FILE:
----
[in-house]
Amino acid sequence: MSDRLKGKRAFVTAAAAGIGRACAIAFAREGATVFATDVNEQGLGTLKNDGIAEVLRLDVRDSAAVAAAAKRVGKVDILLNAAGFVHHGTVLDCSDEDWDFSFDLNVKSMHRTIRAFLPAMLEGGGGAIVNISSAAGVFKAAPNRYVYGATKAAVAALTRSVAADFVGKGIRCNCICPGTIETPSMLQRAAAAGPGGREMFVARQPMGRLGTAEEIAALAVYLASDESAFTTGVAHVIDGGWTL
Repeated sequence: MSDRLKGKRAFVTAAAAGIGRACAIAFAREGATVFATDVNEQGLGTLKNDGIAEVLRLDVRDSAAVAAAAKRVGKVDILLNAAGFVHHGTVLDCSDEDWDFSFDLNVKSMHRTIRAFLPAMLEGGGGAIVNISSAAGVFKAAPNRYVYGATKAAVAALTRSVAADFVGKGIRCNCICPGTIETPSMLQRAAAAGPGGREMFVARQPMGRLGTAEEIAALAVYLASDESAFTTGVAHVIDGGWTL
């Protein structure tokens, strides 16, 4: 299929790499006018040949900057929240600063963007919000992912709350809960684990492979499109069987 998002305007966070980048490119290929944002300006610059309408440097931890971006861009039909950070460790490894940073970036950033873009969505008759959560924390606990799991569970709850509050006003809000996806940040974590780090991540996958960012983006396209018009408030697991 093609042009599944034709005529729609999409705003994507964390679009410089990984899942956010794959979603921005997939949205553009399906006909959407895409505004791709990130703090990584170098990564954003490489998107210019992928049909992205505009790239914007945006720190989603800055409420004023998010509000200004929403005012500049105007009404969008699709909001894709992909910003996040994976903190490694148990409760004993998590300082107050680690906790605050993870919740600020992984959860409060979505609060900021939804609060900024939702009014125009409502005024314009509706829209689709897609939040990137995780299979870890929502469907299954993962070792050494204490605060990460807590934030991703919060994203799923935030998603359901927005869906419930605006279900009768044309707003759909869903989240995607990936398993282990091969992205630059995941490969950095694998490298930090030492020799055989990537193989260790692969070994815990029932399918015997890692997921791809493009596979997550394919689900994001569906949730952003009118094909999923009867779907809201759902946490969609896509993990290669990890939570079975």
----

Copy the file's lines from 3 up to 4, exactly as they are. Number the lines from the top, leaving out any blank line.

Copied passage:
Repeated sequence: MSDRLKGKRAFVTAAAAGIGRACAIAFAREGATVFATDVNEQGLGTLKNDGIAEVLRLDVRDSAAVAAAAKRVGKVDILLNAAGFVHHGTVLDCSDEDWDFSFDLNVKSMHRTIRAFLPAMLEGGGGAIVNISSAAGVFKAAPNRYVYGATKAAVAALTRSVAADFVGKGIRCNCICPGTIETPSMLQRAAAAGPGGREMFVARQPMGRLGTAEEIAALAVYLASDESAFTTGVAHVIDGGWTL
């Protein structure tokens, strides 16, 4: 299929790499006018040949900057929240600063963007919000992912709350809960684990492979499109069987 998002305007966070980048490119290929944002300006610059309408440097931890971006861009039909950070460790490894940073970036950033873009969505008759959560924390606990799991569970709850509050006003809000996806940040974590780090991540996958960012983006396209018009408030697991 093609042009599944034709005529729609999409705003994507964390679009410089990984899942956010794959979603921005997939949205553009399906006909959407895409505004791709990130703090990584170098990564954003490489998107210019992928049909992205505009790239914007945006720190989603800055409420004023998010509000200004929403005012500049105007009404969008699709909001894709992909910003996040994976903190490694148990409760004993998590300082107050680690906790605050993870919740600020992984959860409060979505609060900021939804609060900024939702009014125009409502005024314009509706829209689709897609939040990137995780299979870890929502469907299954993962070792050494204490605060990460807590934030991703919060994203799923935030998603359901927005869906419930605006279900009768044309707003759909869903989240995607990936398993282990091969992205630059995941490969950095694998490298930090030492020799055989990537193989260790692969070994815990029932399918015997890692997921791809493009596979997550394919689900994001569906949730952003009118094909999923009867779907809201759902946490969609896509993990290669990890939570079975």